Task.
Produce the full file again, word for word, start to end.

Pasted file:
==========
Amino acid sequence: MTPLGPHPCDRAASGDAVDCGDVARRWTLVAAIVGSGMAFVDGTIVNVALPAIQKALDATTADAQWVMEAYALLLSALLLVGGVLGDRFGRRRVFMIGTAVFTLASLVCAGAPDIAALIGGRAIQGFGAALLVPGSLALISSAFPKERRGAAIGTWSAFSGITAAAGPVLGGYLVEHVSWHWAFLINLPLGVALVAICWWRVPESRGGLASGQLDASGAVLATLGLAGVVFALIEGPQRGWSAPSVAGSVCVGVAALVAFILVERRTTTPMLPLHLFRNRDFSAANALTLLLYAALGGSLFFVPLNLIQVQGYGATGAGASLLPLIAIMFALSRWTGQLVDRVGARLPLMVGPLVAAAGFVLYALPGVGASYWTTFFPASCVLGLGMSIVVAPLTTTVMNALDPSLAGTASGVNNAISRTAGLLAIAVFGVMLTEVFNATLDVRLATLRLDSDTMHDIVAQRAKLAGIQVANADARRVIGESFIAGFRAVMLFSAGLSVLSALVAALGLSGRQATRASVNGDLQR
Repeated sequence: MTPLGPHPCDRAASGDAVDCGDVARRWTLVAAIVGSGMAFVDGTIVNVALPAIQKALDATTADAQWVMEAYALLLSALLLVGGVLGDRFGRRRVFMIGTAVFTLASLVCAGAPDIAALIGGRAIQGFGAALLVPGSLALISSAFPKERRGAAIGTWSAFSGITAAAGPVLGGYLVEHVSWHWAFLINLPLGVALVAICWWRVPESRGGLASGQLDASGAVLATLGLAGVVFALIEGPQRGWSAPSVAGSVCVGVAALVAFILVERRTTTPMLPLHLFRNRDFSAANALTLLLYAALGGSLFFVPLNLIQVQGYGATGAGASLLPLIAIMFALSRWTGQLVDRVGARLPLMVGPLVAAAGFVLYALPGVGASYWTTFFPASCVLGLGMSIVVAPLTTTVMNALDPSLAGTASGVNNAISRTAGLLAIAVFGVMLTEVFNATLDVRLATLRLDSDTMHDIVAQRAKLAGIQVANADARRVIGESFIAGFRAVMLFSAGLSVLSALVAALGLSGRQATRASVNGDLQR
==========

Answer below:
Amino acid sequence: MTPLGPHPCDRAASGDAVDCGDVARRWTLVAAIVGSGMAFVDGTIVNVALPAIQKALDATTADAQWVMEAYALLLSALLLVGGVLGDRFGRRRVFMIGTAVFTLASLVCAGAPDIAALIGGRAIQGFGAALLVPGSLALISSAFPKERRGAAIGTWSAFSGITAAAGPVLGGYLVEHVSWHWAFLINLPLGVALVAICWWRVPESRGGLASGQLDASGAVLATLGLAGVVFALIEGPQRGWSAPSVAGSVCVGVAALVAFILVERRTTTPMLPLHLFRNRDFSAANALTLLLYAALGGSLFFVPLNLIQVQGYGATGAGASLLPLIAIMFALSRWTGQLVDRVGARLPLMVGPLVAAAGFVLYALPGVGASYWTTFFPASCVLGLGMSIVVAPLTTTVMNALDPSLAGTASGVNNAISRTAGLLAIAVFGVMLTEVFNATLDVRLATLRLDSDTMHDIVAQRAKLAGIQVANADARRVIGESFIAGFRAVMLFSAGLSVLSALVAALGLSGRQATRASVNGDLQR
Repeated sequence: MTPLGPHPCDRAASGDAVDCGDVARRWTLVAAIVGSGMAFVDGTIVNVALPAIQKALDATTADAQWVMEAYALLLSALLLVGGVLGDRFGRRRVFMIGTAVFTLASLVCAGAPDIAALIGGRAIQGFGAALLVPGSLALISSAFPKERRGAAIGTWSAFSGITAAAGPVLGGYLVEHVSWHWAFLINLPLGVALVAICWWRVPESRGGLASGQLDASGAVLATLGLAGVVFALIEGPQRGWSAPSVAGSVCVGVAALVAFILVERRTTTPMLPLHLFRNRDFSAANALTLLLYAALGGSLFFVPLNLIQVQGYGATGAGASLLPLIAIMFALSRWTGQLVDRVGARLPLMVGPLVAAAGFVLYALPGVGASYWTTFFPASCVLGLGMSIVVAPLTTTVMNALDPSLAGTASGVNNAISRTAGLLAIAVFGVMLTEVFNATLDVRLATLRLDSDTMHDIVAQRAKLAGIQVANADARRVIGESFIAGFRAVMLFSAGLSVLSALVAALGLSGRQATRASVNGDLQR